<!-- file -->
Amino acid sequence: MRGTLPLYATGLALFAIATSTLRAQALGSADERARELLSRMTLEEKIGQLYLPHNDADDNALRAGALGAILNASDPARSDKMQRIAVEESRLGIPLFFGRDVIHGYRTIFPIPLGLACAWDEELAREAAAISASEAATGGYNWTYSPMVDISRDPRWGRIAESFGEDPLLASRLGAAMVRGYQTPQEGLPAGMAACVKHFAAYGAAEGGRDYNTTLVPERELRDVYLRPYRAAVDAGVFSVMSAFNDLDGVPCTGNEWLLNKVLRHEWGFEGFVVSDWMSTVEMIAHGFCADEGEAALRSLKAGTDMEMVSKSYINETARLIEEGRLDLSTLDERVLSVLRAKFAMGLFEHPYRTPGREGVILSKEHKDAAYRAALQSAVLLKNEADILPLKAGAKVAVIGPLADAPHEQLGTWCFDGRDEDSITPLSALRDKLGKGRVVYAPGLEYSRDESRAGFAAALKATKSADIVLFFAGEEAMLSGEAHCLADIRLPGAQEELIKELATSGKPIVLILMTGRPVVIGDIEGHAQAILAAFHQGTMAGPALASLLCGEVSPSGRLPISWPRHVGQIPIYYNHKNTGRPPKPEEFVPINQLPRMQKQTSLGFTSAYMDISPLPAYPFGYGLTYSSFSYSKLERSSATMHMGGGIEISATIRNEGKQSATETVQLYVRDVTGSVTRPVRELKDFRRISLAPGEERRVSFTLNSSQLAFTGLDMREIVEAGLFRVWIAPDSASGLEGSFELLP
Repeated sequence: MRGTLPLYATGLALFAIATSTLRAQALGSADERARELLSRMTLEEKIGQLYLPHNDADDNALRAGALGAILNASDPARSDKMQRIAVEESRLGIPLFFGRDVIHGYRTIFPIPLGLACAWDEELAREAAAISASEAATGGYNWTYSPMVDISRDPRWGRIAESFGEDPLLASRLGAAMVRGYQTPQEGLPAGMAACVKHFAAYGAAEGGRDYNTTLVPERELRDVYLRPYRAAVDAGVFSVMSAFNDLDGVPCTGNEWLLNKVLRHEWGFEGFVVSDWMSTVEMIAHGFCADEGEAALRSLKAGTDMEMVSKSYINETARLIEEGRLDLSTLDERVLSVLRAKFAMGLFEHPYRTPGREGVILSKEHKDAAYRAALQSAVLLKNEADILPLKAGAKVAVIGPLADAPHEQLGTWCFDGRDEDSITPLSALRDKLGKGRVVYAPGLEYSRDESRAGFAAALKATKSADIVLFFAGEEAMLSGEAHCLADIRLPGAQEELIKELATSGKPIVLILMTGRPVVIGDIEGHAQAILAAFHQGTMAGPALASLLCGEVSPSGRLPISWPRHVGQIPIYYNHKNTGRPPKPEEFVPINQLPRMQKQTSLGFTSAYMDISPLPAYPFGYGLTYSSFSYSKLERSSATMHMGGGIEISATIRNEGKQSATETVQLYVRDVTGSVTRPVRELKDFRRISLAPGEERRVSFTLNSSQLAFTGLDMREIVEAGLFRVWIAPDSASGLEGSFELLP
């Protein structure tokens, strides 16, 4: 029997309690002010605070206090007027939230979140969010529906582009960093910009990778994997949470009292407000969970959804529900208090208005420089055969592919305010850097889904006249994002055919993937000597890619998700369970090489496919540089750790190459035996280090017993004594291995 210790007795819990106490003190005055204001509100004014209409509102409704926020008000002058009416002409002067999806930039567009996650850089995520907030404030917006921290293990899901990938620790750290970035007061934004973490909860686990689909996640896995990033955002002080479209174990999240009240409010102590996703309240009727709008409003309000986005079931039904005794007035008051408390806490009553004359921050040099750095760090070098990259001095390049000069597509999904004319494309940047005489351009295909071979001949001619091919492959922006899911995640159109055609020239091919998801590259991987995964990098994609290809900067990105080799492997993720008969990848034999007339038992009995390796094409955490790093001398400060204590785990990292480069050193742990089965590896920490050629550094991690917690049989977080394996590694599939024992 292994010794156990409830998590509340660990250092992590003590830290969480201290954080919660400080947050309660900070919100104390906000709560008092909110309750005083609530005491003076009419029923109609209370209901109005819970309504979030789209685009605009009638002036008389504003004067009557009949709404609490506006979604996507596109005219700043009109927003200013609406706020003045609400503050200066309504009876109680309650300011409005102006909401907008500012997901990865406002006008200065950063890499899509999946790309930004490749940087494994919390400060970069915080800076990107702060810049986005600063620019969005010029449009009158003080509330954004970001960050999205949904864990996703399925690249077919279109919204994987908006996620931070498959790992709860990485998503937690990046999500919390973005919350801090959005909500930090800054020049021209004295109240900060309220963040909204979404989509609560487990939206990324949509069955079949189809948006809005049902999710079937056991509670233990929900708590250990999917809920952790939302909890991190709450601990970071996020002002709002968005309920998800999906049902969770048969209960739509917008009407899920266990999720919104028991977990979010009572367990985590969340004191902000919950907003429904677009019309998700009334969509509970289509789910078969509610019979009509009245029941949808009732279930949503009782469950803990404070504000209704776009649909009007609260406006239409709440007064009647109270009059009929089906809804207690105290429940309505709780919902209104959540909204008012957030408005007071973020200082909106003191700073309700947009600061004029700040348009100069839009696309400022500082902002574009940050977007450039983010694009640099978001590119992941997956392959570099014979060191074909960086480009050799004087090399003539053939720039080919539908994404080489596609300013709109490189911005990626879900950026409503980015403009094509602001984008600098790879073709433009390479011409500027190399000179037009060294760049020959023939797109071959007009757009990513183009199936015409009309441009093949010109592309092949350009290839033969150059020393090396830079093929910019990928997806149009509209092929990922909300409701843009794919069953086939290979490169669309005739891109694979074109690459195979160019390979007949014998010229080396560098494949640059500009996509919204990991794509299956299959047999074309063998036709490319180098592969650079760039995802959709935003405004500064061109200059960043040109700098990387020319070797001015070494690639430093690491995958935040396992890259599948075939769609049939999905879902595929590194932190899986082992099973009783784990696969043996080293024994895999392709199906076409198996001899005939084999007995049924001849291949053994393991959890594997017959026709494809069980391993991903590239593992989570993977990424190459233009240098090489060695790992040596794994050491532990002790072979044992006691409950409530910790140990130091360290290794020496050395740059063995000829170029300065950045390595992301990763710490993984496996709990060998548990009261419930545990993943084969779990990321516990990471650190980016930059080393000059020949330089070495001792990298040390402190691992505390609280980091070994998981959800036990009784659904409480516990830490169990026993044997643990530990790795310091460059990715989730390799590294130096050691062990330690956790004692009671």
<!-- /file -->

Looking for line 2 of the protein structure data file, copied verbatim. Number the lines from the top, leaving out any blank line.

Repeated sequence: MRGTLPLYATGLALFAIATSTLRAQALGSADERARELLSRMTLEEKIGQLYLPHNDADDNALRAGALGAILNASDPARSDKMQRIAVEESRLGIPLFFGRDVIHGYRTIFPIPLGLACAWDEELAREAAAISASEAATGGYNWTYSPMVDISRDPRWGRIAESFGEDPLLASRLGAAMVRGYQTPQEGLPAGMAACVKHFAAYGAAEGGRDYNTTLVPERELRDVYLRPYRAAVDAGVFSVMSAFNDLDGVPCTGNEWLLNKVLRHEWGFEGFVVSDWMSTVEMIAHGFCADEGEAALRSLKAGTDMEMVSKSYINETARLIEEGRLDLSTLDERVLSVLRAKFAMGLFEHPYRTPGREGVILSKEHKDAAYRAALQSAVLLKNEADILPLKAGAKVAVIGPLADAPHEQLGTWCFDGRDEDSITPLSALRDKLGKGRVVYAPGLEYSRDESRAGFAAALKATKSADIVLFFAGEEAMLSGEAHCLADIRLPGAQEELIKELATSGKPIVLILMTGRPVVIGDIEGHAQAILAAFHQGTMAGPALASLLCGEVSPSGRLPISWPRHVGQIPIYYNHKNTGRPPKPEEFVPINQLPRMQKQTSLGFTSAYMDISPLPAYPFGYGLTYSSFSYSKLERSSATMHMGGGIEISATIRNEGKQSATETVQLYVRDVTGSVTRPVRELKDFRRISLAPGEERRVSFTLNSSQLAFTGLDMREIVEAGLFRVWIAPDSASGLEGSFELLP